Project Canterbury

Locust Street Letters

By Frank Lawrence Vernon

Philadelphia: St. Mark's Church, Locust Street.




We pray in the Collect for the Third Sunday in Advent for the ministers and stewards of God's mysteries, that they may so prepare and make ready His way, by turning the hearts of the disobedient to the wisdom of the just, that at His second coming to judge the world we may be found an acceptable people in His sight.

Three words are to be noted in the Collect: Ministers, Stewards, Mysteries. (1) A minister is one who serves a master. (2) A steward is one who administers a master's property. (3) The mysteries of God are the spiritual truths revealed by Our Lord, by Whom came grace and truth.

Wednesday, Friday and Saturday of this week are days appointed for prayer for those who are to be admitted into Holy Orders, that they may serve as ministers and stewards of the mysteries of God. What is meant by the words Holy Orders? The Preface to the Ordinal answers this question.

"It is evident unto all men, diligently reading Holy Scriptures and ancient Authors, that from the Apostles' time 'there have been these Orders of Ministers in Christ's Church—Bishops, Priests and Deacons. Which Offices were evermore had in such reverend estimation, that no man might presume to execute any of them, except he were first called, tried, examined, and known to have such qualities as are requisite for the same; and also by public Prayer, with Imposition of Hands, were approved and admitted thereunto by lawful Authority."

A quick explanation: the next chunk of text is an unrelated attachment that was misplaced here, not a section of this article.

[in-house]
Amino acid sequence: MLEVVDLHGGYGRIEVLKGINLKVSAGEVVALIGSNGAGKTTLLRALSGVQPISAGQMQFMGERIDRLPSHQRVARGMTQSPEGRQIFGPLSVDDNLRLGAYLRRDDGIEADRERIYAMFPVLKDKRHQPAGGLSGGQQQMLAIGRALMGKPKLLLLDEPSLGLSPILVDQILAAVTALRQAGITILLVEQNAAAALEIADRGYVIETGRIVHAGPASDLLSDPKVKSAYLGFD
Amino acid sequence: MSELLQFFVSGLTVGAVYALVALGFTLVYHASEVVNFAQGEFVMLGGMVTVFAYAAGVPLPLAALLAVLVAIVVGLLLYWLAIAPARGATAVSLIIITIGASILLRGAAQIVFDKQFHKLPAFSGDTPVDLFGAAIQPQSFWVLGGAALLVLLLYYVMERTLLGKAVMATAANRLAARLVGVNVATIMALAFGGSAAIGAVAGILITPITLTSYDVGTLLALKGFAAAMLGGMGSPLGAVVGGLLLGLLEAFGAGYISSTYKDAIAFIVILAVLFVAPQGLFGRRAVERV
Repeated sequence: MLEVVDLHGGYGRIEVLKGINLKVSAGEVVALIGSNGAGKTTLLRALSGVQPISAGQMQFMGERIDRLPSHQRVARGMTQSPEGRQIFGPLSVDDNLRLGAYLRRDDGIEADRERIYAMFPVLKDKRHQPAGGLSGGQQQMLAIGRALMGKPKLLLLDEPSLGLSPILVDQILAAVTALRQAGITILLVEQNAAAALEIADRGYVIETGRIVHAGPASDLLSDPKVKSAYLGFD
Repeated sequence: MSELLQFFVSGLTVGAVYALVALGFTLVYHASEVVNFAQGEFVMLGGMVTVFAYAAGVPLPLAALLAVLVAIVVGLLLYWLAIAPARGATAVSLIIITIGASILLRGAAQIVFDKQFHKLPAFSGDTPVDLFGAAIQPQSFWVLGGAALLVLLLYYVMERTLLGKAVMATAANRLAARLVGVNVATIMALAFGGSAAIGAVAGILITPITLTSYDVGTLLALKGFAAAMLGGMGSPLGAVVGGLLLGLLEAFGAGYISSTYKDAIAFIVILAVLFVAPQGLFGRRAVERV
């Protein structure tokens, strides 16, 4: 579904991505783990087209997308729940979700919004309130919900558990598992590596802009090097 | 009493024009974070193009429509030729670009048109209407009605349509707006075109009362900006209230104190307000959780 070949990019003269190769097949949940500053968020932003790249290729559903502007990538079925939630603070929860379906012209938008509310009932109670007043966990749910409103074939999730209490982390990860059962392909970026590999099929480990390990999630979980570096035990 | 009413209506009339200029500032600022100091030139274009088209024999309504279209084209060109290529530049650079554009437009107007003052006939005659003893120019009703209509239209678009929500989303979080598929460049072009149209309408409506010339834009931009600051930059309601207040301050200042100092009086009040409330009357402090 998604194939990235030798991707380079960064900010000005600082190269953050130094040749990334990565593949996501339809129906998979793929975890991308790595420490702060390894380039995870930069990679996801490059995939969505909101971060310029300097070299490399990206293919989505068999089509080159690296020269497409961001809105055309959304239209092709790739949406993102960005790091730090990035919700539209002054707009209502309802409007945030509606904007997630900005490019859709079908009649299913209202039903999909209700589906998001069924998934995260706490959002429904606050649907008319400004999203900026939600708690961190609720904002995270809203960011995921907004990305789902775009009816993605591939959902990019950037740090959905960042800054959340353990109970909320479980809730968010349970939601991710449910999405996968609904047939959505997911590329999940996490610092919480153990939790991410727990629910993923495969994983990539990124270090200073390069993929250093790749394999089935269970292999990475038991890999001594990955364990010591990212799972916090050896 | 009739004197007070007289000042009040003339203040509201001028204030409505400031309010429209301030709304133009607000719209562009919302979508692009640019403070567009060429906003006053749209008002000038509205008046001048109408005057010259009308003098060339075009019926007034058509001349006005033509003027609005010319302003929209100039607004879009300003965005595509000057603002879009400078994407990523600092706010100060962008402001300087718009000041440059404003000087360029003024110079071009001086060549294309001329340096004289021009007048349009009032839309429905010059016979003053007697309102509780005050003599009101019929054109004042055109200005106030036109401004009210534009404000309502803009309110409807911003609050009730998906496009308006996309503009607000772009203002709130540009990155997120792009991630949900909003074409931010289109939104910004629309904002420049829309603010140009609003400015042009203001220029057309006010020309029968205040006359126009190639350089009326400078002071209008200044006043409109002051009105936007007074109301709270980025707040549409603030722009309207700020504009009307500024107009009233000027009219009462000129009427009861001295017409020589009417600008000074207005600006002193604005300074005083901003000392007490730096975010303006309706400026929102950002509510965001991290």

There are three points for Embertide meditation which may be profitable for general use.

The first is that God is the Giver of all good gifts. There is no limit to His love, wisdom and power.

The second point is that the ministers or servants of God are overshadowed by Him Whom they serve.

The third point is that the gifts administered by God's Stewards are God's, not their own.

Since God is the Giver of all good gifts there is no human need for which God has not provided. His mercy and His power are inexhaustible. The things that are impossible with man are possible with God. Redemption, the means of grace, the hope of glory, are within His power to give to all who ask. We ask in penitence. We do not trust in our own righteousness, but in His manifold and great mercies. Yet even in the depths of penitence we are to remember that faith must accompany repentance, else repentance would become mere remorse. Repentance and faith must be maintained in true balance.

This is what we seek in Advent. With this preparation we may ask without fear of presumption. After we have asked, God will never fail to give the good things which for our unworthiness we dare not, and for our blindness, we cannot ask.

This is within the experience of the last and the least of us. Out of this experience we have been led to look to the Church as the Divine organism which supplies from a reservoir of grace the gifts to be found in no human organization on earth.

The second point is the impressive selflessness required of the ministers of grace. Like the first messenger they live that their master may increase. They must decrease. They do not hesitate to exercise their office. They bear costly spiritual gifts with sure confidence, because their confidence is in the Lord Who sends them and not in themselves.

The third point explains the magnifying of the Office of Ministers and Stewards of God's mysteries. They magnify the Lord in magnifying their office. They in their own persons are nothing, have nothing, desire nothing. They lose themselves in their office. They no longer live. Christ lives in them. Christ lives with them. Christ lives for them. Christ lives through them. Apart from Him they can do nothing. This is the priestly model.

Affectionately in Our Lord,

Project Canterbury